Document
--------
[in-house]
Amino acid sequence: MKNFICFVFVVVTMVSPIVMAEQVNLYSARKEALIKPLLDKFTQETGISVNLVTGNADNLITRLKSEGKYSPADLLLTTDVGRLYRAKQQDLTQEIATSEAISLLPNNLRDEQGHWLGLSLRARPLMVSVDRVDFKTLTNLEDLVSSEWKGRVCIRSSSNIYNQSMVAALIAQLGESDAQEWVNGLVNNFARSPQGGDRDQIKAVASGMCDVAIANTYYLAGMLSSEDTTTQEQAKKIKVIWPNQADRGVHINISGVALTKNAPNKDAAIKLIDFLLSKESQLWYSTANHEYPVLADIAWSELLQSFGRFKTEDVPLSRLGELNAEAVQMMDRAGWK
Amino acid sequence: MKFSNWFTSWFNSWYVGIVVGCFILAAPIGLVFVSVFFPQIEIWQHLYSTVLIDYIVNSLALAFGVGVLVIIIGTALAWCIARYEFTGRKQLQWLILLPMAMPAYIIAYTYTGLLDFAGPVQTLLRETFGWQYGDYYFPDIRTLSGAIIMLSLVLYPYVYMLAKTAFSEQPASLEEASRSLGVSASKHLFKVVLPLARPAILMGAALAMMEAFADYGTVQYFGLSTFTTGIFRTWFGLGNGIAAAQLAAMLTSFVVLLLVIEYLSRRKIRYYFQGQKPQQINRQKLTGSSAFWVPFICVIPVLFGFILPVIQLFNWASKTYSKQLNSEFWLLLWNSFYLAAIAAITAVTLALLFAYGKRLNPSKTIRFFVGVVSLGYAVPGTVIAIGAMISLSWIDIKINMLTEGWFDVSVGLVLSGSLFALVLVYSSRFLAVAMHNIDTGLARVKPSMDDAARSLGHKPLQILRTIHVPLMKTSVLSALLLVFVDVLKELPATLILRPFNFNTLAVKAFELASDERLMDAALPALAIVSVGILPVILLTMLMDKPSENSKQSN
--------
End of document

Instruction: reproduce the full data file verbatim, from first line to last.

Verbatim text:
[in-house]
Amino acid sequence: MKNFICFVFVVVTMVSPIVMAEQVNLYSARKEALIKPLLDKFTQETGISVNLVTGNADNLITRLKSEGKYSPADLLLTTDVGRLYRAKQQDLTQEIATSEAISLLPNNLRDEQGHWLGLSLRARPLMVSVDRVDFKTLTNLEDLVSSEWKGRVCIRSSSNIYNQSMVAALIAQLGESDAQEWVNGLVNNFARSPQGGDRDQIKAVASGMCDVAIANTYYLAGMLSSEDTTTQEQAKKIKVIWPNQADRGVHINISGVALTKNAPNKDAAIKLIDFLLSKESQLWYSTANHEYPVLADIAWSELLQSFGRFKTEDVPLSRLGELNAEAVQMMDRAGWK
Amino acid sequence: MKFSNWFTSWFNSWYVGIVVGCFILAAPIGLVFVSVFFPQIEIWQHLYSTVLIDYIVNSLALAFGVGVLVIIIGTALAWCIARYEFTGRKQLQWLILLPMAMPAYIIAYTYTGLLDFAGPVQTLLRETFGWQYGDYYFPDIRTLSGAIIMLSLVLYPYVYMLAKTAFSEQPASLEEASRSLGVSASKHLFKVVLPLARPAILMGAALAMMEAFADYGTVQYFGLSTFTTGIFRTWFGLGNGIAAAQLAAMLTSFVVLLLVIEYLSRRKIRYYFQGQKPQQINRQKLTGSSAFWVPFICVIPVLFGFILPVIQLFNWASKTYSKQLNSEFWLLLWNSFYLAAIAAITAVTLALLFAYGKRLNPSKTIRFFVGVVSLGYAVPGTVIAIGAMISLSWIDIKINMLTEGWFDVSVGLVLSGSLFALVLVYSSRFLAVAMHNIDTGLARVKPSMDDAARSLGHKPLQILRTIHVPLMKTSVLSALLLVFVDVLKELPATLILRPFNFNTLAVKAFELASDERLMDAALPALAIVSVGILPVILLTMLMDKPSENSKQSN